Verbs That Sabotage Your Writing
“Jim and I were going to the store,” Mary said as she was talking on the phone with Susie. “Then we were stopping off to play miniature golf. I am thinking that we should have been at the theater in time to see the last movie, but Jim was not thinking the same way I was thinking. I was totally confused by him.”
Oh, my stars in heaven! What kind of writing is that?
In plain words, it’s “stupid” writing, littered with passive verbs that we call “being” verbs. If you want to murder your story before it ever gets off the ground, use these verbs frequently. Your reader will fall asleep before he gets to the second page.
For some reason, newbie writers and passive verbs go together like bread and butter. I’ve never been able to figure out why so many beginning writers, including myself years ago, have/had the uncanny habit of using these verbs so frequently. When you analyze what’s happening, you can actually see that it takes more forethought AND more words to write in the passive “being verb” voice. And the writing is just plain boring, is it not? And it’s a hard habit to break. After 20 years of writing, I still catch myself drifting into the passive voice world.
What are Being Verbs?
So, what are the being verbs that turn your “wow” story into a “ho hum” nightmare?
When I taught junior and senior high English, every student memorized the list of being verbs. I constantly reminded the teens to be on the lookout for the little rascals that needed to be ditched and replaced with active verbs. So here’s the list:
Am, are, is, was, were, be, been, will be, shall be, has been, had been
Now, I’m not saying that you need to purge your entire manuscript of every being verb, but use them sparingly. Look for verbs that are in the passive voice and change them to active. Reword your sentences that the direct object or the object of the preposition becomes the subject. That will immediately change your sentences to “active” ones.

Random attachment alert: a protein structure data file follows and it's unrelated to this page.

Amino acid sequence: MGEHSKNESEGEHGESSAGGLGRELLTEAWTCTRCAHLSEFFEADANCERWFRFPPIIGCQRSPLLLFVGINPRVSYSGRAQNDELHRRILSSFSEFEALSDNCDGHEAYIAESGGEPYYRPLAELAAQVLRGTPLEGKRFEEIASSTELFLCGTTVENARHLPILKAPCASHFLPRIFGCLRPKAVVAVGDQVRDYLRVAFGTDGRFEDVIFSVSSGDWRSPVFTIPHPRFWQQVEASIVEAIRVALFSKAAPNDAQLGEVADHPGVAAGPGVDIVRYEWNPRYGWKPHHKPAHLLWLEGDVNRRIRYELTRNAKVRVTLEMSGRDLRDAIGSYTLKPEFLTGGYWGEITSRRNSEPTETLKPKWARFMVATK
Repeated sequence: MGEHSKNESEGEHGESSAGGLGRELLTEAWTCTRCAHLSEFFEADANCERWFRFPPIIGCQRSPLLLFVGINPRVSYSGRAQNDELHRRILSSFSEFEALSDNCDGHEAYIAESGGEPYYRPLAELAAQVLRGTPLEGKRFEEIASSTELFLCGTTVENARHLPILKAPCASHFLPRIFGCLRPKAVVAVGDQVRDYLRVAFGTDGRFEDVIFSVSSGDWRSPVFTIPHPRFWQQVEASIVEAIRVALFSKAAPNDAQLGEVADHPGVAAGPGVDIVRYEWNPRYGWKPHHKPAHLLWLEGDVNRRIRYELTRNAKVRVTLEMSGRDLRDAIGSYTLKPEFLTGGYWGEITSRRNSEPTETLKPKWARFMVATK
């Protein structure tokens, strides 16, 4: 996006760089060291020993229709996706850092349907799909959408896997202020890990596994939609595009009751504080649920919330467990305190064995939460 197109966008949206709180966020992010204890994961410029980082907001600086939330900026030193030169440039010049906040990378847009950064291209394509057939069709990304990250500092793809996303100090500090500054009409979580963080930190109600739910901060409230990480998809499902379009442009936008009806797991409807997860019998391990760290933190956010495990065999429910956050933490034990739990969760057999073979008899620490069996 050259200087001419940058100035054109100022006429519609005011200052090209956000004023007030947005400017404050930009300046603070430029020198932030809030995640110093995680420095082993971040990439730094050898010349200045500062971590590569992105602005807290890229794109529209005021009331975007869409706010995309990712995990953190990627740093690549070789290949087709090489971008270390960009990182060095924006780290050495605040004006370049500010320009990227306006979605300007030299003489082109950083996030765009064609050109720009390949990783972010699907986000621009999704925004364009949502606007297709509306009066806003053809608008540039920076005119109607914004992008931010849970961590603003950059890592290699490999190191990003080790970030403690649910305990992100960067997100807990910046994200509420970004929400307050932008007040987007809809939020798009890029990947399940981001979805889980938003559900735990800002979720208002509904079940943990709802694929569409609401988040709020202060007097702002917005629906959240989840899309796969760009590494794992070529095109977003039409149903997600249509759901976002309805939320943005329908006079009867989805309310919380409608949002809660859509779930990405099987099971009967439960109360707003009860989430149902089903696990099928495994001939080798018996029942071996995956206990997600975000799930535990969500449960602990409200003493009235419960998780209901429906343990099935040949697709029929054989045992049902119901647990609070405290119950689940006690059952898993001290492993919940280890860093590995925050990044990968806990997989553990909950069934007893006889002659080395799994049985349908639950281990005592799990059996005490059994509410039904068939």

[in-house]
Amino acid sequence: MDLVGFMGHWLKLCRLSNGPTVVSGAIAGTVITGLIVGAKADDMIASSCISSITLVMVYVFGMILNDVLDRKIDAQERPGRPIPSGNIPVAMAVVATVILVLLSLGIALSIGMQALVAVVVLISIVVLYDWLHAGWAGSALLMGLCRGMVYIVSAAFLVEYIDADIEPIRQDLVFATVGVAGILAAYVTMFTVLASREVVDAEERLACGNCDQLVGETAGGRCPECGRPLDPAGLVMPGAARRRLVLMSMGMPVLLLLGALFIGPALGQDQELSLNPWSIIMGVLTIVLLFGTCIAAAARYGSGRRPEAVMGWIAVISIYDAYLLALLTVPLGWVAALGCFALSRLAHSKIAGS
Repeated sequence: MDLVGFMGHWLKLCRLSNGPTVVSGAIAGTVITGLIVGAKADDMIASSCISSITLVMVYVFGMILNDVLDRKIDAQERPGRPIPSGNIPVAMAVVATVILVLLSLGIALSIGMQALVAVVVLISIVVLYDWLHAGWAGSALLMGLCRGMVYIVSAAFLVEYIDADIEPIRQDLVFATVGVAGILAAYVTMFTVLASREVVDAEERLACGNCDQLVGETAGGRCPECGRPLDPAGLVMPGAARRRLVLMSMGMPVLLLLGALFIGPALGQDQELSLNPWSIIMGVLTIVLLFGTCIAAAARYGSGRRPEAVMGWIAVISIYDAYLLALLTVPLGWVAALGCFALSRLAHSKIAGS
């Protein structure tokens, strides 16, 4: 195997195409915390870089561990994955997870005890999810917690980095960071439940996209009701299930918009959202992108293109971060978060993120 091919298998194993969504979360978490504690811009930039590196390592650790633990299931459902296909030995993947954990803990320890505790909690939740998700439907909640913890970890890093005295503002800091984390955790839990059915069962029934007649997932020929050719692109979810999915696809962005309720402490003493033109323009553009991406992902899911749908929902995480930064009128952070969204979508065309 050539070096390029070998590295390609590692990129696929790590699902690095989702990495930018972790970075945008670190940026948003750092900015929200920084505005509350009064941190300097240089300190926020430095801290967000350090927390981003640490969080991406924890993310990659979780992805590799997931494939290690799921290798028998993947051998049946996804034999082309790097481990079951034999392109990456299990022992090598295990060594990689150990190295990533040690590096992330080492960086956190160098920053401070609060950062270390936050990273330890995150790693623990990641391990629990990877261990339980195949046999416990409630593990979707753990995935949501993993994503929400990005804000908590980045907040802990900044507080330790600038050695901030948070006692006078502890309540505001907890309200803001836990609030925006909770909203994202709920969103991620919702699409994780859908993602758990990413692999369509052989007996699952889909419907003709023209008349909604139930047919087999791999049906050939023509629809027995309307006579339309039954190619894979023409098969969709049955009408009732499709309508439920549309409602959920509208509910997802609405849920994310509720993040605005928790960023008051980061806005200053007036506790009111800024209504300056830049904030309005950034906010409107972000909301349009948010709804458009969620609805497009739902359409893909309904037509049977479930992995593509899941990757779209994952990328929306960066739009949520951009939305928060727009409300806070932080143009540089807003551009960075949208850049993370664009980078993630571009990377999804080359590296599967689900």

Let’s look at how we can change the opening paragraph to a more exciting visit with Mary:
“Jim and I went to the store,” Mary said as she talked on the phone with Susie. “Then we stopped to play miniature golf. I think we could have gotten to the theater in time to see the last movie, but Jim thinks completely different from me. He totally confused me.”
There you see how we eliminated almost all the being verbs. In the very last sentence, the object of the preposition, him, became the subject, he, in the rewrite.
Now, let’s look at three more bad examples that we’ll rewrite into good sentences:
Last night Billy was bitten by Larry’s dog Bowser.
Did you see how Cathy was wrapping that wet towel around her arm?
The beautiful maple leaves were turning a bright red in the fall.
Last night, Larry’s dog Bowser bit Billy.
Did you see how Cathy wrapped that wet towel around her arm?
The beautiful maple leaves turned a bright red in the fall.
There you have the “quickie” ins and outs of the misuse of the passive voice. Take a good look at your writings, hunt for the little “being” verbs, and send them on a hike. Your writing will spruce up like you’ve never seen before. Check out this website for a more in-depth study of the passive voice: http://www.dailywritingtips.com/7-examples-of-passive-voice/
Until then, happy “active voice” writing!
P.S. Time to register for the 2016 Montrose Christian Writers Conference. Please check out all the workshops available from an award-winning faculty and print out the registration form at http://www.montrosebible.org/OurEvents/tabid/113/page_550/1/eventid_550/58/Default.aspx
Please let me know if you’d like a hard copy of the brochure. I’ll mail one to you.